Billy Spears' life story would make a powerhouse country song.
The consummate Lawrence fiddle player has sawed his bow at fairgrounds and festivals and clubs and taverns for more than four decades, and he isn't about to hang up the instrument.
Spears is celebrating his 70th birthday and his career in a blowout jamboree that will include both present and past members of his seasoned bands. The concert starts at 8 p.m. Saturday at Liberty Hall, 644 Mass.
Unlike past musical efforts when Spears played, managed and worked to hold bands together, his daughter Carol Spears-Latham is doing the legwork for this show. That means Spears can concentrate on his music.
"Carol put it all together. All I have to do is show up and play my fiddle," Spears says.
The musician lives for his music, and he plays anything and everything. New country, old country, country and western swing and bluegrass are his forte. He covers other musicians' tunes and renders his own original material. He fiddles so much he can't even limit himself to one band.
His Billy Spears Band plays country music in the honky-tonk club scene. It includes Carol, who sings, and daughter Lisa Tennpenny, who handles the pedal steel guitar. Other members include bassist Steve Montgomery, guitarist Skip Montgomery, harp player Jack Evans and drummer Torrence Buckner.
But Spears also keeps busy with his bluegrass band, The Beer Bellies, who jam at outdoor festivals and concerts. And the fiddle player intends to cut and record his own CD during the next year.
"I just bought some good digital CD equipment, and I plan to do everything myself, and do as well as they do in Nashville. At least that's my opinion, anyway," he says laughing.
Good and bad times
Spears toured in the Midwest and West regions of the country for decades. While playing for a Grand Ole Opry road show, he met up with his wife, Doris.
"She was a Northwest Canadian girl, and she came up and asked for my autograph. We've been together every since," Spears recalls.
Spears settled down to raise his family and scaled back his traveling. It might have stayed that way, but tragedy struck Spears and turned his world inside out.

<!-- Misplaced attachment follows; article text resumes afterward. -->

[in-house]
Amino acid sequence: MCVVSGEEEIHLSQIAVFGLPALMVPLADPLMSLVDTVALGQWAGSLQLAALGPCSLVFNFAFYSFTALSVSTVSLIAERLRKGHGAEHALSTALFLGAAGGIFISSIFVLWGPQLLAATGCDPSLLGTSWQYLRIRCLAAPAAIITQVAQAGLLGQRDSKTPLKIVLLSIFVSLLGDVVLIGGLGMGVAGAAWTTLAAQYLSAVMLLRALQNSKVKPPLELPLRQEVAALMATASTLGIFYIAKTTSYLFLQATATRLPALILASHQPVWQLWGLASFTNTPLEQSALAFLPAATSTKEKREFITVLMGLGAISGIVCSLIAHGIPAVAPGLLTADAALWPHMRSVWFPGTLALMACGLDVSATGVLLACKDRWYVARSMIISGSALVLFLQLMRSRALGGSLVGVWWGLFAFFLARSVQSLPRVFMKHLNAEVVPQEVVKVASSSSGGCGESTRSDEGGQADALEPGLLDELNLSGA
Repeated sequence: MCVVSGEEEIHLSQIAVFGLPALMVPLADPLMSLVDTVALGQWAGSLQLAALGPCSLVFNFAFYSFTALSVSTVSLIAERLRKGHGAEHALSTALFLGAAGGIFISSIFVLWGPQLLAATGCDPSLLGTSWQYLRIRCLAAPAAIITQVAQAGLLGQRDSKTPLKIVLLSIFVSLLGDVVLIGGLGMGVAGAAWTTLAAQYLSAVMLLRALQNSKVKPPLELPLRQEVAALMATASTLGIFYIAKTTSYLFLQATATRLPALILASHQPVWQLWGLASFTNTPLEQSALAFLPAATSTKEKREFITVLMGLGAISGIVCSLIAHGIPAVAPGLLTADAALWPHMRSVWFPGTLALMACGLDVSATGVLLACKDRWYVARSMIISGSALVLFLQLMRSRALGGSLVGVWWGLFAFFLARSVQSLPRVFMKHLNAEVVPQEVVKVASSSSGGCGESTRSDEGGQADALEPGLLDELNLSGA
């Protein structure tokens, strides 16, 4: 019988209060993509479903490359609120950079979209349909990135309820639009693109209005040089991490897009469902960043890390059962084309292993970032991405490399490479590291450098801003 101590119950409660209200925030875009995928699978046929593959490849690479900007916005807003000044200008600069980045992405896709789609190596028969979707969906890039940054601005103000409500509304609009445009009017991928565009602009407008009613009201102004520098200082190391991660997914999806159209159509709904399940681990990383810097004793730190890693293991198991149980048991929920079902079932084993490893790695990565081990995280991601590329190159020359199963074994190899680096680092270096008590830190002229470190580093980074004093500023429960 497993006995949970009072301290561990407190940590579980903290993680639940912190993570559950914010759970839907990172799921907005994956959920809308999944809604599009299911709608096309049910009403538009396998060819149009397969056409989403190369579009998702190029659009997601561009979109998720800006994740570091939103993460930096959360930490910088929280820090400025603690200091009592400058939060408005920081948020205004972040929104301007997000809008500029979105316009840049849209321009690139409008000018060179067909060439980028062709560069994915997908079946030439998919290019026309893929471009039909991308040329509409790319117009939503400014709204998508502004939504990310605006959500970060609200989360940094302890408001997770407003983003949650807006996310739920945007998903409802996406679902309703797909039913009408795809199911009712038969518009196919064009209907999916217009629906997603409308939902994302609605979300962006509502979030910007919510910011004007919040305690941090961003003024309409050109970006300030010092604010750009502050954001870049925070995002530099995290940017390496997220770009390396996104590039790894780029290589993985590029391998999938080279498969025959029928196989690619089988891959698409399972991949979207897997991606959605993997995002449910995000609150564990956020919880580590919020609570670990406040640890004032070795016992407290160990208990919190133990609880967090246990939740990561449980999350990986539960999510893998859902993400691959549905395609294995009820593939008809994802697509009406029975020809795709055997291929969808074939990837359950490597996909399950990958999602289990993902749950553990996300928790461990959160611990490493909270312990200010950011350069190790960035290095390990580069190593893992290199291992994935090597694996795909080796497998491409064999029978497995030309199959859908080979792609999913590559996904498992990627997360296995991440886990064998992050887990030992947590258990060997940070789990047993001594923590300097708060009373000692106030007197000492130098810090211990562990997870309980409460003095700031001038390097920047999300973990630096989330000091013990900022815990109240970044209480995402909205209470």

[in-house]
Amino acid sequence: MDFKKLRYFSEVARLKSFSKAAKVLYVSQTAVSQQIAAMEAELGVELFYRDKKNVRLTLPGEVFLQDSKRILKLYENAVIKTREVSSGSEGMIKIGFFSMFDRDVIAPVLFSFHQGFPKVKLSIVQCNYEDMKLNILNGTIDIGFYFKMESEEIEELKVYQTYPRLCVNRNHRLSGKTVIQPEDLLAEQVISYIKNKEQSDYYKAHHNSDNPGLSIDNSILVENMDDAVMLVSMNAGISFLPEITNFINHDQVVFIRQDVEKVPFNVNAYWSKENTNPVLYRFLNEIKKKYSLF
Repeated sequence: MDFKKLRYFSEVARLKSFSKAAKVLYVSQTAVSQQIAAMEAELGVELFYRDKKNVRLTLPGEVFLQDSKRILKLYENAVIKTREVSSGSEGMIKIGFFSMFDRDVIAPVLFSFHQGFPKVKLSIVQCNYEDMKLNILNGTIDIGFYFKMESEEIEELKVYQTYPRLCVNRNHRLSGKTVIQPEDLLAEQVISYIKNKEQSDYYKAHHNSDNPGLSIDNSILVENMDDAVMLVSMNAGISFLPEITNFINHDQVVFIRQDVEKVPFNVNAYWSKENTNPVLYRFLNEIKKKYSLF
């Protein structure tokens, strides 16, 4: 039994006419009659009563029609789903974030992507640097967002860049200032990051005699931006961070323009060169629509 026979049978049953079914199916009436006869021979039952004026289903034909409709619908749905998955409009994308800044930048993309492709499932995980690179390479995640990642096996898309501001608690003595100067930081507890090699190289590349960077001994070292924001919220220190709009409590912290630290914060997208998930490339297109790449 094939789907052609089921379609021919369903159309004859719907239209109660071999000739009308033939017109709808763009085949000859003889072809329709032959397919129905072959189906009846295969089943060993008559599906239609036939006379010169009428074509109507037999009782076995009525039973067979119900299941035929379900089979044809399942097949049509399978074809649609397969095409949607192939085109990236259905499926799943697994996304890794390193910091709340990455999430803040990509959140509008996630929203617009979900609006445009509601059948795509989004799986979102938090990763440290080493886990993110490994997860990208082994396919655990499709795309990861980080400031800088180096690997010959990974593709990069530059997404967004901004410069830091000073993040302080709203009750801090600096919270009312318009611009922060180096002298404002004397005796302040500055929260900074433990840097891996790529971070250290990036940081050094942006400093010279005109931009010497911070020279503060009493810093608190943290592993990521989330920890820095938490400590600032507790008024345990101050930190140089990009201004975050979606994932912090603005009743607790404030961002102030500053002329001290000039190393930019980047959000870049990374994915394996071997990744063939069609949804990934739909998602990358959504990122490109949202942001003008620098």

In 1975 his daughter Sally was shot and killed by her boyfriend. The event made Billy determined to live his own life to the fullest, and he started pursuing his music full-time.
"He quit his job to play his music and go forward with his life," Spears-Latham says. "He was gone all the time for two- and three-month stretches, then he'd be home for a week and then be gone again."
His music was his solace and his salvation. And he worked the country scene hard, sharing the stage with artists such as The Nitty Gritty Dirt Band, New Grass Revival, Johnny Paycheck and Asleep at the Wheel. He landed a music deal and was recording his first album of original material when tragedy struck a second time.
While on the road in Oklahoma, Spears dived into an old swimming hole and struck his head on a submerged log, severing two vertebrae and leaving him paralyzed.
"It's a wonder he didn't die when they were trying to take him to the hospital over bumpy roads," Spears-Latham says.
But Spears not only didn't die, he refused to live with his broken neck, and started out on a long road of physical rehabilitation. He spent eight months in a hospital, and after leaving his bed, he continued his therapy with only one goal in mind.
"I wanted to play my fiddle again," he remembers.
In the fall of 1979, one and a half years after his accident, Spears was again performing before crowds.
And he's spent every day since the accident trying to regain his technical ability. He suffered nerve damage to his hands, particularly his right one, but it hasn't stopped him. He just holds his bow a bit differently than before.
"I can still remember Billy recovering from his accident with bolts in his head and a 5-pound weight attached to prevent movement," former drummer Buddy Pettit says. "It was quite an experience then, and I think he's not only recovered, but he's a better fiddle player now."
"It took about 10 years, but I got it back," Spears adds. "I just like music. It's a basic drive, and I want to use what I've got."
Spears gets his biggest kicks playing for fans, and it's his goal that the crowd has just as much fun as he does.
"I want them to feel as good about it as I am when I'm playing," he says.
It was that type of attitude that attracted Pettit to join the band during Spears' mid-1970s tour.
"He's a real musician and I loved playing with him," Pettit says.
A family thing
Spears grew up in a world of music. His father, grandfather and uncle were all violinists. His daughters still perform regularly with him on-stage. Lisa actually did make it to Nashville and spent four years playing pedal steel guitar in Porter Wagoner's touring band.
At this Saturday's bash, both of Spears' bands will take the stage, and several former band members are planning to attend and join in a jam session. Former manager Dwight Haldeman, who also managed The Judds and Merle Haggard, is making the excursion from Nashville. And guitar guru Junior Brown, who learned his licks playing for Spears in the late '70s, has promised to attend although that has yet to be confirmed.
"With Junior, we'll count on him being there when we see him," Spears-Latham says of the eccentric musician.
Family members from Oklahoma are making the trip so they also can perform with the bands. Spears' 20-year-old granddaughter, Ashley, will make her debut, while it's rumored that Spears' 91-year-old mother may sing a number.
Even Spears' 5-year-old grandson has taken up the guitar and violin.
"He likes to jam when I play," Spears says. "I'll turn him into a fiddle player yet."